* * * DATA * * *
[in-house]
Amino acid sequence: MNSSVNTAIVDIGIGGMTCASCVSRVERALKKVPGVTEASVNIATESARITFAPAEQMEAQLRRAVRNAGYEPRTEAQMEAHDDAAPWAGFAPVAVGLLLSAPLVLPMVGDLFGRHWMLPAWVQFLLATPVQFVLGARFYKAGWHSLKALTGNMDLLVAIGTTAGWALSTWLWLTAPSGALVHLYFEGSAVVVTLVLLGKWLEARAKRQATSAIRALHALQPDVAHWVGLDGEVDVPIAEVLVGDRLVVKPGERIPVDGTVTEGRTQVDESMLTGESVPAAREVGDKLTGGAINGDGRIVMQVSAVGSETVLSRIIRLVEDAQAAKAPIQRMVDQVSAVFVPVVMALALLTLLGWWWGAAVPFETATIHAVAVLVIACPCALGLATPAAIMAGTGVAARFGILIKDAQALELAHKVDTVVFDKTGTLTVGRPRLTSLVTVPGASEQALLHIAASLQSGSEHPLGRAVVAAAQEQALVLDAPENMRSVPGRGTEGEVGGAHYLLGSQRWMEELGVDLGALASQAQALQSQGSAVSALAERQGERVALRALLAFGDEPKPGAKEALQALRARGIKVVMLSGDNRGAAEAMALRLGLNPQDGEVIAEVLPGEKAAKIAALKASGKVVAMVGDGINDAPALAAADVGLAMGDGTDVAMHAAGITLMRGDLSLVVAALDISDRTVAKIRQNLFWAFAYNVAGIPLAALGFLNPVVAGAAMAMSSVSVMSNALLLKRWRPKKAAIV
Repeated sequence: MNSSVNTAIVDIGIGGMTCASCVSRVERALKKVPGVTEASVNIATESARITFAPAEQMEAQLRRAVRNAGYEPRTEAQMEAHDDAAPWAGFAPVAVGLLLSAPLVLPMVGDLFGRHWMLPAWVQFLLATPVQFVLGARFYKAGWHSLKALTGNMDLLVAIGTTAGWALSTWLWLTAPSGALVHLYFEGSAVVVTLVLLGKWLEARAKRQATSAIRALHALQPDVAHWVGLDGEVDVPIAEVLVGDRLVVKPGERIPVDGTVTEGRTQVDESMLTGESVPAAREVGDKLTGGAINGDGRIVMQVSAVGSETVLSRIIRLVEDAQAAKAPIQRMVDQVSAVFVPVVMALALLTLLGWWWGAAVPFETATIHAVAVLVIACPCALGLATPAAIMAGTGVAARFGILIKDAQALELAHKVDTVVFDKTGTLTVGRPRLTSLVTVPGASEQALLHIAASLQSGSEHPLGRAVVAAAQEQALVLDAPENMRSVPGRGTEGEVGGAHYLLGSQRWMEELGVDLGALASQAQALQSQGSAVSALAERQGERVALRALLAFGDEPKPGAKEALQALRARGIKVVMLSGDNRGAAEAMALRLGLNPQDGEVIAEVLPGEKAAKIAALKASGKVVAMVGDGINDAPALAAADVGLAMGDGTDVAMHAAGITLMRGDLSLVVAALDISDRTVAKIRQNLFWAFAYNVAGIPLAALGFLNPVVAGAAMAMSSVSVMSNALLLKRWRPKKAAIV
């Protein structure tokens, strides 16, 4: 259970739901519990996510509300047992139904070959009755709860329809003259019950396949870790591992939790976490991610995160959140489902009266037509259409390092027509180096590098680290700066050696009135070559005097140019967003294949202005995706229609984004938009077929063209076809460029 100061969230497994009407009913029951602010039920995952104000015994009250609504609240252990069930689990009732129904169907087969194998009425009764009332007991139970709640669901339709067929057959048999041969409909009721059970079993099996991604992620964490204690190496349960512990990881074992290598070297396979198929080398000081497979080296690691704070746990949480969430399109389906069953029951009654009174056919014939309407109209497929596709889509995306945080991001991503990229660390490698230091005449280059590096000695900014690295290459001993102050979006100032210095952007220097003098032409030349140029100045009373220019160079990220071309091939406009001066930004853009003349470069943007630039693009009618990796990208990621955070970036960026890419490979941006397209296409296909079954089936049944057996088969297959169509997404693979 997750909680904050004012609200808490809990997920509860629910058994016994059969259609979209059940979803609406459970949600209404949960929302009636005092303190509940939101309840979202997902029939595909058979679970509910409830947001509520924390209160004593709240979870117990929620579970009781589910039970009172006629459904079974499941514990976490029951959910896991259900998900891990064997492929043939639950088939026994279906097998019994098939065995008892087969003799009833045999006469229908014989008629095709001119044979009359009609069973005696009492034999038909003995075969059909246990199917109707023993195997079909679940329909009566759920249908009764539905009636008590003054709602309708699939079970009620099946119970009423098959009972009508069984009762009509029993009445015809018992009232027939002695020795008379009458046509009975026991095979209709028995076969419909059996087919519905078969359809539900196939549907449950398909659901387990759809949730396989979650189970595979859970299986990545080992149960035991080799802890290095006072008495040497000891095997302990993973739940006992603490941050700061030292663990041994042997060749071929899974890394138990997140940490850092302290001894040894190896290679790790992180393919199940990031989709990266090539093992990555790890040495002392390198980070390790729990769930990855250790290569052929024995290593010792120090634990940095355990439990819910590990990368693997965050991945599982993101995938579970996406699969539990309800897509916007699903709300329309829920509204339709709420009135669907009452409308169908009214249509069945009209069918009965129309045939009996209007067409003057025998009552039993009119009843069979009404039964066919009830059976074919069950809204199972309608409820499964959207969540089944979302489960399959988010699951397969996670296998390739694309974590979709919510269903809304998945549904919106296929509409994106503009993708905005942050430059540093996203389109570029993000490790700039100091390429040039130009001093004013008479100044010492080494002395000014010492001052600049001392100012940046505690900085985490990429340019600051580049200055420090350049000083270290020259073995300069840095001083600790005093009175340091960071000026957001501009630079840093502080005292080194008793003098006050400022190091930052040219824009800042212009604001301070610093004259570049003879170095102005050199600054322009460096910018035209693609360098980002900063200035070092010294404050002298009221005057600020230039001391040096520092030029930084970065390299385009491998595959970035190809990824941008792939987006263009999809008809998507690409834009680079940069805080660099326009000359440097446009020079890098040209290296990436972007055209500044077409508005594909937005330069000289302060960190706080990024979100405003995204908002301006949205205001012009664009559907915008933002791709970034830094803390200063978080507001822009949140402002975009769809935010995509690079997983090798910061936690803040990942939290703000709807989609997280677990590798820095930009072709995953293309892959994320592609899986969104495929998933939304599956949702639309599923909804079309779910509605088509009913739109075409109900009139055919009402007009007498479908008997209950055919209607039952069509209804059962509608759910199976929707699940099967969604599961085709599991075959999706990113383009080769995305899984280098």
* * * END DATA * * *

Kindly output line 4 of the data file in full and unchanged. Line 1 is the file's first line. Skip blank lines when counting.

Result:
């Protein structure tokens, strides 16, 4: 259970739901519990996510509300047992139904070959009755709860329809003259019950396949870790591992939790976490991610995160959140489902009266037509259409390092027509180096590098680290700066050696009135070559005097140019967003294949202005995706229609984004938009077929063209076809460029 100061969230497994009407009913029951602010039920995952104000015994009250609504609240252990069930689990009732129904169907087969194998009425009764009332007991139970709640669901339709067929057959048999041969409909009721059970079993099996991604992620964490204690190496349960512990990881074992290598070297396979198929080398000081497979080296690691704070746990949480969430399109389906069953029951009654009174056919014939309407109209497929596709889509995306945080991001991503990229660390490698230091005449280059590096000695900014690295290459001993102050979006100032210095952007220097003098032409030349140029100045009373220019160079990220071309091939406009001066930004853009003349470069943007630039693009009618990796990208990621955070970036960026890419490979941006397209296409296909079954089936049944057996088969297959169509997404693979 997750909680904050004012609200808490809990997920509860629910058994016994059969259609979209059940979803609406459970949600209404949960929302009636005092303190509940939101309840979202997902029939595909058979679970509910409830947001509520924390209160004593709240979870117990929620579970009781589910039970009172006629459904079974499941514990976490029951959910896991259900998900891990064997492929043939639950088939026994279906097998019994098939065995008892087969003799009833045999006469229908014989008629095709001119044979009359009609069973005696009492034999038909003995075969059909246990199917109707023993195997079909679940329909009566759920249908009764539905009636008590003054709602309708699939079970009620099946119970009423098959009972009508069984009762009509029993009445015809018992009232027939002695020795008379009458046509009975026991095979209709028995076969419909059996087919519905078969359809539900196939549907449950398909659901387990759809949730396989979650189970595979859970299986990545080992149960035991080799802890290095006072008495040497000891095997302990993973739940006992603490941050700061030292663990041994042997060749071929899974890394138990997140940490850092302290001894040894190896290679790790992180393919199940990031989709990266090539093992990555790890040495002392390198980070390790729990769930990855250790290569052929024995290593010792120090634990940095355990439990819910590990990368693997965050991945599982993101995938579970996406699969539990309800897509916007699903709300329309829920509204339709709420009135669907009452409308169908009214249509069945009209069918009965129309045939009996209007067409003057025998009552039993009119009843069979009404039964066919009830059976074919069950809204199972309608409820499964959207969540089944979302489960399959988010699951397969996670296998390739694309974590979709919510269903809304998945549904919106296929509409994106503009993708905005942050430059540093996203389109570029993000490790700039100091390429040039130009001093004013008479100044010492080494002395000014010492001052600049001392100012940046505690900085985490990429340019600051580049200055420090350049000083270290020259073995300069840095001083600790005093009175340091960071000026957001501009630079840093502080005292080194008793003098006050400022190091930052040219824009800042212009604001301070610093004259570049003879170095102005050199600054322009460096910018035209693609360098980002900063200035070092010294404050002298009221005057600020230039001391040096520092030029930084970065390299385009491998595959970035190809990824941008792939987006263009999809008809998507690409834009680079940069805080660099326009000359440097446009020079890098040209290296990436972007055209500044077409508005594909937005330069000289302060960190706080990024979100405003995204908002301006949205205001012009664009559907915008933002791709970034830094803390200063978080507001822009949140402002975009769809935010995509690079997983090798910061936690803040990942939290703000709807989609997280677990590798820095930009072709995953293309892959994320592609899986969104495929998933939304599956949702639309599923909804079309779910509605088509009913739109075409109900009139055919009402007009007498479908008997209950055919209607039952069509209804059962509608759910199976929707699940099967969604599961085709599991075959999706990113383009080769995305899984280098």